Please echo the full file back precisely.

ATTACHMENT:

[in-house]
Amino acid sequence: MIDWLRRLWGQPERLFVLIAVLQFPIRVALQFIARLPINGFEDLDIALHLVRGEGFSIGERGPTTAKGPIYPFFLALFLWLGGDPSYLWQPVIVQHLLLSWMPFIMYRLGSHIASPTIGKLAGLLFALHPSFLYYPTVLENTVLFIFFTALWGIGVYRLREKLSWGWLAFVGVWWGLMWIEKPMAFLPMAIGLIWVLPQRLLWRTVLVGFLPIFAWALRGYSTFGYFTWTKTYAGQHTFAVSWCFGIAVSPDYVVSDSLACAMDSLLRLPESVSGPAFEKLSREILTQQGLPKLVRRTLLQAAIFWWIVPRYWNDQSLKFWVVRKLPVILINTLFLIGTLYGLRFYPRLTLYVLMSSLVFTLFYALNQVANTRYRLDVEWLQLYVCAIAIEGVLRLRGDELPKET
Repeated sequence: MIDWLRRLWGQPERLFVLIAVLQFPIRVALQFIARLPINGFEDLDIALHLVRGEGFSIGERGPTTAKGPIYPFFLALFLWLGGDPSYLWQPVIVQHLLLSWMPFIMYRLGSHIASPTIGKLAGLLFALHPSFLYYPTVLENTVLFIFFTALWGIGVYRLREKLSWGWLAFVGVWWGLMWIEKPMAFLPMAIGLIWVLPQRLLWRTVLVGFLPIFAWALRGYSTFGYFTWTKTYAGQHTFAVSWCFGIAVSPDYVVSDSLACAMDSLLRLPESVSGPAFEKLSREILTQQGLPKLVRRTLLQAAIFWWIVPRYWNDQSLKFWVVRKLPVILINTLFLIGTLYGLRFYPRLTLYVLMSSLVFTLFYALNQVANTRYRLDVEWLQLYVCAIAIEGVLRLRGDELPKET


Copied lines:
[in-house]
Amino acid sequence: MIDWLRRLWGQPERLFVLIAVLQFPIRVALQFIARLPINGFEDLDIALHLVRGEGFSIGERGPTTAKGPIYPFFLALFLWLGGDPSYLWQPVIVQHLLLSWMPFIMYRLGSHIASPTIGKLAGLLFALHPSFLYYPTVLENTVLFIFFTALWGIGVYRLREKLSWGWLAFVGVWWGLMWIEKPMAFLPMAIGLIWVLPQRLLWRTVLVGFLPIFAWALRGYSTFGYFTWTKTYAGQHTFAVSWCFGIAVSPDYVVSDSLACAMDSLLRLPESVSGPAFEKLSREILTQQGLPKLVRRTLLQAAIFWWIVPRYWNDQSLKFWVVRKLPVILINTLFLIGTLYGLRFYPRLTLYVLMSSLVFTLFYALNQVANTRYRLDVEWLQLYVCAIAIEGVLRLRGDELPKET
Repeated sequence: MIDWLRRLWGQPERLFVLIAVLQFPIRVALQFIARLPINGFEDLDIALHLVRGEGFSIGERGPTTAKGPIYPFFLALFLWLGGDPSYLWQPVIVQHLLLSWMPFIMYRLGSHIASPTIGKLAGLLFALHPSFLYYPTVLENTVLFIFFTALWGIGVYRLREKLSWGWLAFVGVWWGLMWIEKPMAFLPMAIGLIWVLPQRLLWRTVLVGFLPIFAWALRGYSTFGYFTWTKTYAGQHTFAVSWCFGIAVSPDYVVSDSLACAMDSLLRLPESVSGPAFEKLSREILTQQGLPKLVRRTLLQAAIFWWIVPRYWNDQSLKFWVVRKLPVILINTLFLIGTLYGLRFYPRLTLYVLMSSLVFTLFYALNQVANTRYRLDVEWLQLYVCAIAIEGVLRLRGDELPKET